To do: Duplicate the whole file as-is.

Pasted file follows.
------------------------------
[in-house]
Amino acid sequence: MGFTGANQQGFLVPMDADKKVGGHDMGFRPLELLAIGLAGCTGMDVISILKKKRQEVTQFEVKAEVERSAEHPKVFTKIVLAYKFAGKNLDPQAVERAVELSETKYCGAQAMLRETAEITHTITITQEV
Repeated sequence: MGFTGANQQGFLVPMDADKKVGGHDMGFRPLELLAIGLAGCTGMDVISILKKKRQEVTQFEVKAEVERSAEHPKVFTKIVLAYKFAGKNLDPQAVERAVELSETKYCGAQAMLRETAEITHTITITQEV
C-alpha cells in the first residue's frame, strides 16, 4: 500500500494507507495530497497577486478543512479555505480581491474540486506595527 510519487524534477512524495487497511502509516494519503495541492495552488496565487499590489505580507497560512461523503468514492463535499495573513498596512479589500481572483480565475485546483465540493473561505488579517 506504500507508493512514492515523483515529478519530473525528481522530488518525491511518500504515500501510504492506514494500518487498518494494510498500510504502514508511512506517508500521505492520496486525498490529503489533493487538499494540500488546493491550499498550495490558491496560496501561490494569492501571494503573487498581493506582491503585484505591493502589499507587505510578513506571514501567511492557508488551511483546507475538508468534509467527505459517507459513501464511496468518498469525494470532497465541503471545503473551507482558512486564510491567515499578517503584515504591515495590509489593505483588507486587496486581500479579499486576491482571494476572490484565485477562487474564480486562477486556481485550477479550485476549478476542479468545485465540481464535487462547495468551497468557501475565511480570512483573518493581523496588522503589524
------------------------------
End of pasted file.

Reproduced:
[in-house]
Amino acid sequence: MGFTGANQQGFLVPMDADKKVGGHDMGFRPLELLAIGLAGCTGMDVISILKKKRQEVTQFEVKAEVERSAEHPKVFTKIVLAYKFAGKNLDPQAVERAVELSETKYCGAQAMLRETAEITHTITITQEV
Repeated sequence: MGFTGANQQGFLVPMDADKKVGGHDMGFRPLELLAIGLAGCTGMDVISILKKKRQEVTQFEVKAEVERSAEHPKVFTKIVLAYKFAGKNLDPQAVERAVELSETKYCGAQAMLRETAEITHTITITQEV
C-alpha cells in the first residue's frame, strides 16, 4: 500500500494507507495530497497577486478543512479555505480581491474540486506595527 510519487524534477512524495487497511502509516494519503495541492495552488496565487499590489505580507497560512461523503468514492463535499495573513498596512479589500481572483480565475485546483465540493473561505488579517 506504500507508493512514492515523483515529478519530473525528481522530488518525491511518500504515500501510504492506514494500518487498518494494510498500510504502514508511512506517508500521505492520496486525498490529503489533493487538499494540500488546493491550499498550495490558491496560496501561490494569492501571494503573487498581493506582491503585484505591493502589499507587505510578513506571514501567511492557508488551511483546507475538508468534509467527505459517507459513501464511496468518498469525494470532497465541503471545503473551507482558512486564510491567515499578517503584515504591515495590509489593505483588507486587496486581500479579499486576491482571494476572490484565485477562487474564480486562477486556481485550477479550485476549478476542479468545485465540481464535487462547495468551497468557501475565511480570512483573518493581523496588522503589524